Timer caps track usage of medicationMore than 80 Thrifty White Pharmacy locations in the Dakotas, Minnesota, Iowa, Montana and Wisconsin rolled out a new tool this month to increase patient medication adherence.
By: Ben Rodgers, The Jamestown Sun
More than 80 Thrifty White Pharmacy locations in the Dakotas, Minnesota, Iowa, Montana and Wisconsin rolled out a new tool this month to increase patient medication adherence.
It’s called the Rx Timer Cap and it keeps track of the last time a patient opened the pill bottle and took his or her medication.
“Patience adherence is one of the top reasons for hospitalizations and we wanted to find out how we could get people to adhere more, and this was one of the best aides to use,” said Tanya Schmidt, central site operation manager for Thrifty White Drug.
Starting this month, medication customers enrolled in the Ready Refill or Medication Synchronization programs at Thrifty White Pharmacy locations receive a timer cap with the prescription. Other customers are able to purchase the timer cap for $1.99.
An LCD clock that works like a stop watch replaces the traditional cap telling patients exactly how long it’s been since their last dose. Each cap will last up to two years.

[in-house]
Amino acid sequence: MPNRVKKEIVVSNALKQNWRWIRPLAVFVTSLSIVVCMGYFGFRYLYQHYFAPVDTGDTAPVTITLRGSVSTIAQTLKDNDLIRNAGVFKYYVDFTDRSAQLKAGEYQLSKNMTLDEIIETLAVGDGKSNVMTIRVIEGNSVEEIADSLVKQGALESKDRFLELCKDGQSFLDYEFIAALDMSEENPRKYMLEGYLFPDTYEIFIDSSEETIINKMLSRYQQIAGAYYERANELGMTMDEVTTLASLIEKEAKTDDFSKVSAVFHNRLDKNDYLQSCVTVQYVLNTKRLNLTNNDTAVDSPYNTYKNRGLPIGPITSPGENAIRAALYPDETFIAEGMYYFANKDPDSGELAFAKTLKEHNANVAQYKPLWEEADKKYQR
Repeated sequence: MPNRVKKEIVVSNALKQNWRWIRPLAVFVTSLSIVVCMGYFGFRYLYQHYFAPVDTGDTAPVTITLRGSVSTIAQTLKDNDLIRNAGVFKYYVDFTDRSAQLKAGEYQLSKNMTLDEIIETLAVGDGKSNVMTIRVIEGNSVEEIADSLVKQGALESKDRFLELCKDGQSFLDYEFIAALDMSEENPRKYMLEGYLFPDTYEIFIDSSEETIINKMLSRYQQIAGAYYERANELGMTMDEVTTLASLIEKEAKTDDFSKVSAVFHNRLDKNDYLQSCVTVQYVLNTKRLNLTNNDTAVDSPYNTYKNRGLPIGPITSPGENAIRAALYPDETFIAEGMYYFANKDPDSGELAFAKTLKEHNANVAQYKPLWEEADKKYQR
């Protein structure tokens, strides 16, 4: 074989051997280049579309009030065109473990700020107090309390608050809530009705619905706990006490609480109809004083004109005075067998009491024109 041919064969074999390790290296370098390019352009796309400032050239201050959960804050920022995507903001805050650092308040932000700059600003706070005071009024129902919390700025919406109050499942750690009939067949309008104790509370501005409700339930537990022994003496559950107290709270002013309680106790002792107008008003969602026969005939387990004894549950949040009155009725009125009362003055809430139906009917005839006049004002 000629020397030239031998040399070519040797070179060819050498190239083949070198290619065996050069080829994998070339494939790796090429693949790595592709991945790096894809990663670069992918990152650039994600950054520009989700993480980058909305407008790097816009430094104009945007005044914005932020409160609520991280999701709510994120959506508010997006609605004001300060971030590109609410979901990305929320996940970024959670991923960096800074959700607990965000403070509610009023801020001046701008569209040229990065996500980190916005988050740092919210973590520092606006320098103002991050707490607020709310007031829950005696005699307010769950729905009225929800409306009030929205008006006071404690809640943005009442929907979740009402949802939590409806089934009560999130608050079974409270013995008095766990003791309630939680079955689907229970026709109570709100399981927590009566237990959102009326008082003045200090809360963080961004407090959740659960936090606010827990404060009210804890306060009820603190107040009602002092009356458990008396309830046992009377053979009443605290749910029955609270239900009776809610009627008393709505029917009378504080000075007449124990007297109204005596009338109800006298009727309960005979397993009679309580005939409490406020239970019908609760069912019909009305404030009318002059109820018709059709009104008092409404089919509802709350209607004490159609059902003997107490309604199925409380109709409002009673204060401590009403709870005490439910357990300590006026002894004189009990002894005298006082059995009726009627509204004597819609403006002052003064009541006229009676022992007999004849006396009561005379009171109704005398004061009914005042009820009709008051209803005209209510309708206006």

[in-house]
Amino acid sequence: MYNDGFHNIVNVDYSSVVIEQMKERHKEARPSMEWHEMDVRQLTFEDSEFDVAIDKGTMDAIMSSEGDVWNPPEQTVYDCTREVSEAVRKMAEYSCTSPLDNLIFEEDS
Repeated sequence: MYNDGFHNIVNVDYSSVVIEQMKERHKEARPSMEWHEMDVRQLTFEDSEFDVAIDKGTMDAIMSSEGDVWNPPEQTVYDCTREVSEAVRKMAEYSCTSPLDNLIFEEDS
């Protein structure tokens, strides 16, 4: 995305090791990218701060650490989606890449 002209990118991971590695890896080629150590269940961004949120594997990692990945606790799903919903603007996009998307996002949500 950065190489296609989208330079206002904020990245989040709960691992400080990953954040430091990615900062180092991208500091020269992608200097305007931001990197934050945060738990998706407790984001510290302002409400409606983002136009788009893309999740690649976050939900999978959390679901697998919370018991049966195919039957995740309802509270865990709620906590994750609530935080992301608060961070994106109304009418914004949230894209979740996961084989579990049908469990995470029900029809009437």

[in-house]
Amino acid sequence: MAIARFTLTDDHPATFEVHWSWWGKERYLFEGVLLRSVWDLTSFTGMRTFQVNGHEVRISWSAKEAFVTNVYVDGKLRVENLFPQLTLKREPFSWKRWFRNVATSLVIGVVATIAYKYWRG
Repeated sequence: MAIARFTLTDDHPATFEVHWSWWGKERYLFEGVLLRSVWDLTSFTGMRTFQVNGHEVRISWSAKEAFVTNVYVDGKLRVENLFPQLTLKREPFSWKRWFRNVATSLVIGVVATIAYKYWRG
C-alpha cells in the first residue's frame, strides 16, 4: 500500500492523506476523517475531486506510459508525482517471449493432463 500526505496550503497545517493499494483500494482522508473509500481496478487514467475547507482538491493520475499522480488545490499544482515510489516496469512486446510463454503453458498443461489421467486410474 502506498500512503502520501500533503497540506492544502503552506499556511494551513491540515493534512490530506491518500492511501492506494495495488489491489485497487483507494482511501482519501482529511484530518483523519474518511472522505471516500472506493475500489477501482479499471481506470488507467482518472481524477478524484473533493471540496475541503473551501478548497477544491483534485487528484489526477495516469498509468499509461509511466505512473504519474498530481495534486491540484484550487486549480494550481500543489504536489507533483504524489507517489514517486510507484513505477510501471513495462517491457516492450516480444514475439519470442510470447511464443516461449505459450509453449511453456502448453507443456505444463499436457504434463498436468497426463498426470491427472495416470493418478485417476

The timer is also automatic, so there’s nothing to program, no buttons to press and no instructions to read.
People don’t take their medications for a number of reasons but a 2005 Harris poll cited forgetfulness as the most common factor. Forgetfulness is especially common with medications for asymptomatic conditions.
“Patient adherence is recognized as the most significant cause of waste in our health care system,” Schmidt said.
An independent study took 10,000 patients with the cholesterol-lowering drug Niaspan and monitored patient adherence with medications over a 90-day period.
Between the control and the test group 57,279 more units were dispensed with the timer cap, a 33.9 percent increase in remembering to take the medication.
Schmidt said forgetfulness is a problem for patients of all ages.
“It helps people adhere if they forgot if they took it or not,” she said. “They’ll see how many hours ago they last opened their bottle and took it.”
At the Thrifty White Drug in Park Plaza Mall store manager Jim McCall said the new caps have been going over well with customers.
“It’s something new that we just came with and I think we’re one, if not the only pharmacies in the country using them right now,” McCall said.
Sun reporter Ben Rodgers can be reached at 701-952-8455 or by email at firstname.lastname@example.org